Tonight the Crusaders lost their first game of the Super 14 rugby series. They had been on a winning streak but they met a better team and they made more mistakes than the other team. They could not build a winning game from the the blocks of rugby (gaining the ball, moving the ball forward, distributing the ball, retaining the ball at the breakdown, etc). I mention this in case any reader think I am obsessed with constructing outstanding worship and nothing else ... I could talk about how to win a game of cricket, and an election too. But you probably do not want to hear from a non-expert.
Not that I am an expert at liturgy, but I know a thing or two. In particular, like you, I know what I like when I am the participant rather than the leader. In my present role I participate in more worship services than I lead. From that vantage point I see construction ... and deconstruction of worship services. (By deconstruction I am thinking of the things we do which distract us from meeting with God ... a late start for instance ... too much of one aspect ... screeches from the sound system, etc). Along the way I am developing some ideas about how to construct outstanding worship services.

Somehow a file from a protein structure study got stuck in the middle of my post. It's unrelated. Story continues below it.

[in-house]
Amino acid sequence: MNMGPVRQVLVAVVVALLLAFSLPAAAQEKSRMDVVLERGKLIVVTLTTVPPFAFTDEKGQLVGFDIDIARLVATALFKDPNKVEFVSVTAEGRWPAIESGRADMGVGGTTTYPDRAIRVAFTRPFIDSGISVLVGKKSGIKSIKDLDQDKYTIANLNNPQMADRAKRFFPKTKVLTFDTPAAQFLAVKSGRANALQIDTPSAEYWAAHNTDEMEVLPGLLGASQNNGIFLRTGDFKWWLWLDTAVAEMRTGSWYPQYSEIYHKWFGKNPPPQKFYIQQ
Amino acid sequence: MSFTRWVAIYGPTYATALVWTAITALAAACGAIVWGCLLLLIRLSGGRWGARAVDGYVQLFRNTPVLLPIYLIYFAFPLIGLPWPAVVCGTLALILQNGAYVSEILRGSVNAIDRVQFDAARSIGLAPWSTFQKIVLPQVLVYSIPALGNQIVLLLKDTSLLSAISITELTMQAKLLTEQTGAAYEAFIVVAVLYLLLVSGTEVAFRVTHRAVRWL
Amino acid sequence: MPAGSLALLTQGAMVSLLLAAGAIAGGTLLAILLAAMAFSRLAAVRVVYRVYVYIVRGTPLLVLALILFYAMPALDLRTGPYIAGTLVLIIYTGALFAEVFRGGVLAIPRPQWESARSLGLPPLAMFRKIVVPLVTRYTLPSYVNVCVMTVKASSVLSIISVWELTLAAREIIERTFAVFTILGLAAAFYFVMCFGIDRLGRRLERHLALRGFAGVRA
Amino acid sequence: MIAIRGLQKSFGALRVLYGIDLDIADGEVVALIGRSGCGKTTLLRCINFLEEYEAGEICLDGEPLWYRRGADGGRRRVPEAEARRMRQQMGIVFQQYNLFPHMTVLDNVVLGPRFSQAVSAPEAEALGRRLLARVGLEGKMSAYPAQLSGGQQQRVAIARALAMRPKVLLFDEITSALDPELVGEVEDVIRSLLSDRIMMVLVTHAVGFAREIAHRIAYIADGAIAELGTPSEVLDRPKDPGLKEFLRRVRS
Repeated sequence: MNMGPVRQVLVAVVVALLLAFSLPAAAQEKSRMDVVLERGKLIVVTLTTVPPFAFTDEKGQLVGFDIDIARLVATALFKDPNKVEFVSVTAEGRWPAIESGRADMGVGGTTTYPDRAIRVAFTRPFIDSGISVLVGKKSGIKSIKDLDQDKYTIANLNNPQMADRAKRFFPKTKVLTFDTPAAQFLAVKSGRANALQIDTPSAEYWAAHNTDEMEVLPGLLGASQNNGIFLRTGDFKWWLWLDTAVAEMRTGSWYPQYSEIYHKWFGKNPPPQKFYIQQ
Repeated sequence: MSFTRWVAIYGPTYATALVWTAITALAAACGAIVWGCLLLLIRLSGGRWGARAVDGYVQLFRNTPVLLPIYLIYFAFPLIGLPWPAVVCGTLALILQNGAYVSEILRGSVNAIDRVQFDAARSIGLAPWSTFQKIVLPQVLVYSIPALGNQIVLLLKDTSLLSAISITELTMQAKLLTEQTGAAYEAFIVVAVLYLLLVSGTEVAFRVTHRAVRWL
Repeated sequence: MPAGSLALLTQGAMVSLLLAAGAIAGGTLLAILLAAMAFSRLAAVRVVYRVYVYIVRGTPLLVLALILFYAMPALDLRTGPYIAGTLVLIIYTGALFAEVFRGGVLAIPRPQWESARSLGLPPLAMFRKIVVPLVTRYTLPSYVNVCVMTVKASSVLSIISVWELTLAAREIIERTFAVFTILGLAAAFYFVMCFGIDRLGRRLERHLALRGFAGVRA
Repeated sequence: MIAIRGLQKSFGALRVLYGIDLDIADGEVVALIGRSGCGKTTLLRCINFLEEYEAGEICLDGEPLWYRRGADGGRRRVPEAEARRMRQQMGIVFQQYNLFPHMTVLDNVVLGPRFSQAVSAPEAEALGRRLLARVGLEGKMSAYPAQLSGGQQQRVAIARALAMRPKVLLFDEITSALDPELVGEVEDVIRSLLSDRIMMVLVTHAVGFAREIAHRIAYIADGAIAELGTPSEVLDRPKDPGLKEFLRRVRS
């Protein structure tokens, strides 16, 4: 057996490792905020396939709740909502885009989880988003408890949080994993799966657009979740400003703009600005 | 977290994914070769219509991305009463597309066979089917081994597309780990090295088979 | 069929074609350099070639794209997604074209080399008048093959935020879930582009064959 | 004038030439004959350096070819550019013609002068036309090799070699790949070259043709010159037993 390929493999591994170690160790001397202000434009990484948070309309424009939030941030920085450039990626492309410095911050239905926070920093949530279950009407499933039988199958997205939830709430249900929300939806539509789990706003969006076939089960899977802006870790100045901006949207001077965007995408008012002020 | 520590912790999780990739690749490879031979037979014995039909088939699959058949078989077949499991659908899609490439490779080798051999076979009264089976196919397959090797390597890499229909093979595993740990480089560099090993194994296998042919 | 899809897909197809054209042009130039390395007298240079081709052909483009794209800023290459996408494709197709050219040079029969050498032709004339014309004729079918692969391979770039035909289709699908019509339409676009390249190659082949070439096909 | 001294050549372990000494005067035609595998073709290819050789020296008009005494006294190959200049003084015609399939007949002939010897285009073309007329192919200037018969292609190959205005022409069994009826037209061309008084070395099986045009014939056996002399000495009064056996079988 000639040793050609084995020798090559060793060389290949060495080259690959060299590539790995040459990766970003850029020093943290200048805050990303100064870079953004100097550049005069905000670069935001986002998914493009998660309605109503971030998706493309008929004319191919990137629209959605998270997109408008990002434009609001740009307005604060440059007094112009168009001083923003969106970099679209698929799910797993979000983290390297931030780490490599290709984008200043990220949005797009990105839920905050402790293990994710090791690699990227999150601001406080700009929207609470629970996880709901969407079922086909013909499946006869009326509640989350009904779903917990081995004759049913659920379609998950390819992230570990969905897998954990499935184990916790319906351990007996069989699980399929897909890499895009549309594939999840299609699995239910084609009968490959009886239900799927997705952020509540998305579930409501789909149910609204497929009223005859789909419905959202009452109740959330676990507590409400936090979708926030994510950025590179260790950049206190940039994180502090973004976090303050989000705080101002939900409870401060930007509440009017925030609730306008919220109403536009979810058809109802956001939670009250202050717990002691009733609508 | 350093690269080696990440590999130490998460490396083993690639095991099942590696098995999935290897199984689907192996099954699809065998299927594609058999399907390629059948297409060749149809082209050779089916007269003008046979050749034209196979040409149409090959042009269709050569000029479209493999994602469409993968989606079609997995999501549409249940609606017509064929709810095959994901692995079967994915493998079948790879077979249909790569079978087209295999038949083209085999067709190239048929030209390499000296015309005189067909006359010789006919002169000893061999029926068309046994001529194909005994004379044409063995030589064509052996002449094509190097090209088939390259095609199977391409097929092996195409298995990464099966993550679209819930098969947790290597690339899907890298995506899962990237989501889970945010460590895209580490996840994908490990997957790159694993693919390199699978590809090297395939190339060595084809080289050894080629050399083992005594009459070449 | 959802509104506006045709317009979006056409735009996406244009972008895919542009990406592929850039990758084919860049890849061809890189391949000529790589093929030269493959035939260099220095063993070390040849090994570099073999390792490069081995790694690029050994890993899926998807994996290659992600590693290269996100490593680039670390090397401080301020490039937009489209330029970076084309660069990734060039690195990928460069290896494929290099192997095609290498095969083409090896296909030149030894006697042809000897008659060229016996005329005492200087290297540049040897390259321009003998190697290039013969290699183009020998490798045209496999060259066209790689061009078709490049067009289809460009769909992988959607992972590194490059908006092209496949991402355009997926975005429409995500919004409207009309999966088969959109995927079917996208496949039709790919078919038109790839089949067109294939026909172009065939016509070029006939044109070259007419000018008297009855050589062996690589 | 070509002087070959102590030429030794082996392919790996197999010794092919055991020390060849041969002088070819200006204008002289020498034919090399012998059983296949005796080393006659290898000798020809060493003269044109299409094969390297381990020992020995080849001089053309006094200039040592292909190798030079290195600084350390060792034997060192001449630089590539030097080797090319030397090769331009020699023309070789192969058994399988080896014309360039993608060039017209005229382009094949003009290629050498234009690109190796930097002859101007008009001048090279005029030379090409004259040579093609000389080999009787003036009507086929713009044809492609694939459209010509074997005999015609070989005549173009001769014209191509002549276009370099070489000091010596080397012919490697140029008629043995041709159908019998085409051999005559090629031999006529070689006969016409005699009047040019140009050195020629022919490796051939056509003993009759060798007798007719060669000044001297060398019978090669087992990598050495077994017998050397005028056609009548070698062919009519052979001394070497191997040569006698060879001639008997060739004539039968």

Here is one. Work on all aspects of the church's life. Is great worship possible when harmonious fellowship is lacking? If silly things are happening Monday to Saturday and people are grumbling, ought we not to sort out the silly things and transform the grumbling before we think that Sunday's worship service will aspire to much. I have experienced some (considerable) dissatisfaction when the cheery lead from the front of church makes things to be rosy when I darn well know they are not!
Here is another. Deconstruct a great service and work out what made it a great service. One case in point is the service I grow to appreciate more and more as the years roll by, "page 404" in the (red) Anglican prayer book of the Anglican Church of Aotearoa New Zealand and Polynesia. This is one of three eucharistic services. It is an excellent blend of ancient liturgical traditions (e.g. the Kyries, Gloria, Creed), Anglican peculiarities (does any other tradition pay as much attention to the Confession as we do?), and modern touches (such as the 'Open the Gate of Glory' post communion prayer), spread in perfect balance of the Ministry of the Word and the Ministry of the Sacrament. This service is readily deconstructed into its constituent parts and ready answers come to hand when we ask 'why is this there?'
More to come!